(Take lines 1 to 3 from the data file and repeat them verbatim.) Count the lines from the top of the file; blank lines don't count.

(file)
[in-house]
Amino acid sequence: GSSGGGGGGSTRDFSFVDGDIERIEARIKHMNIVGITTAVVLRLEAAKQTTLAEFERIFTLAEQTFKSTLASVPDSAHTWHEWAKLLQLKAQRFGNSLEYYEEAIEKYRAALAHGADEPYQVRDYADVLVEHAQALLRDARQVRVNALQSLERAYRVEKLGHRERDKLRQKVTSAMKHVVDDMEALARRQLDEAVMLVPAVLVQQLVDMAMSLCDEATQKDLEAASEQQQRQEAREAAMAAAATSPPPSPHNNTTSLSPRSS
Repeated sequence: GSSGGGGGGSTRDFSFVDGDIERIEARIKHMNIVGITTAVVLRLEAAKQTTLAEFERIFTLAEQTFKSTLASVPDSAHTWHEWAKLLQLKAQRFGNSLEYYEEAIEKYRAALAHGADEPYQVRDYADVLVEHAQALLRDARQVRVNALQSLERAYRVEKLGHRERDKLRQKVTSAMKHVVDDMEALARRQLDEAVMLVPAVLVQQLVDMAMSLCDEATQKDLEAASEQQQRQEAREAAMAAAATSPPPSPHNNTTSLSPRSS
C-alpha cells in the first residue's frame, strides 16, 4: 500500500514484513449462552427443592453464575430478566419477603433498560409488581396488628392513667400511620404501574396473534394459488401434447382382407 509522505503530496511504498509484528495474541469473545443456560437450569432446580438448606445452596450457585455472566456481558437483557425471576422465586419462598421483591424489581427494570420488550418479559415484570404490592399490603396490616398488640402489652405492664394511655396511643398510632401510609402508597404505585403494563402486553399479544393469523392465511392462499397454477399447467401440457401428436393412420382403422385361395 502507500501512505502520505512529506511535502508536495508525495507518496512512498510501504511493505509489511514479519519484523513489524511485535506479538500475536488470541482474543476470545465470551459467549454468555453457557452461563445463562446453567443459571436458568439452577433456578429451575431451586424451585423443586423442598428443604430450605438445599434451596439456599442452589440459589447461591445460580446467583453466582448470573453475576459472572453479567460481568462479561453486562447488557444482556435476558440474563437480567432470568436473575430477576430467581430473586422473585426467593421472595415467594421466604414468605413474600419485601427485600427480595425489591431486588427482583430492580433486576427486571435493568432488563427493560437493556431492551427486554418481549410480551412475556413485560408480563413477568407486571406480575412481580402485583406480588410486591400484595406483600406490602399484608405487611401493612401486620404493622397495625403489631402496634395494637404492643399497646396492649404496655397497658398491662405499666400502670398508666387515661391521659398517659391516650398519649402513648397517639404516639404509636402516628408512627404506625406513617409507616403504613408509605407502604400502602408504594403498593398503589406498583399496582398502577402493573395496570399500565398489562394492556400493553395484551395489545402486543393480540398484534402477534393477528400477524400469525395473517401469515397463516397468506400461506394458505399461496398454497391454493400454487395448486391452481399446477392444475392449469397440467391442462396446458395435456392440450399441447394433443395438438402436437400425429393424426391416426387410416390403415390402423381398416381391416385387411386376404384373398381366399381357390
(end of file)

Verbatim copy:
[in-house]
Amino acid sequence: GSSGGGGGGSTRDFSFVDGDIERIEARIKHMNIVGITTAVVLRLEAAKQTTLAEFERIFTLAEQTFKSTLASVPDSAHTWHEWAKLLQLKAQRFGNSLEYYEEAIEKYRAALAHGADEPYQVRDYADVLVEHAQALLRDARQVRVNALQSLERAYRVEKLGHRERDKLRQKVTSAMKHVVDDMEALARRQLDEAVMLVPAVLVQQLVDMAMSLCDEATQKDLEAASEQQQRQEAREAAMAAAATSPPPSPHNNTTSLSPRSS
Repeated sequence: GSSGGGGGGSTRDFSFVDGDIERIEARIKHMNIVGITTAVVLRLEAAKQTTLAEFERIFTLAEQTFKSTLASVPDSAHTWHEWAKLLQLKAQRFGNSLEYYEEAIEKYRAALAHGADEPYQVRDYADVLVEHAQALLRDARQVRVNALQSLERAYRVEKLGHRERDKLRQKVTSAMKHVVDDMEALARRQLDEAVMLVPAVLVQQLVDMAMSLCDEATQKDLEAASEQQQRQEAREAAMAAAATSPPPSPHNNTTSLSPRSS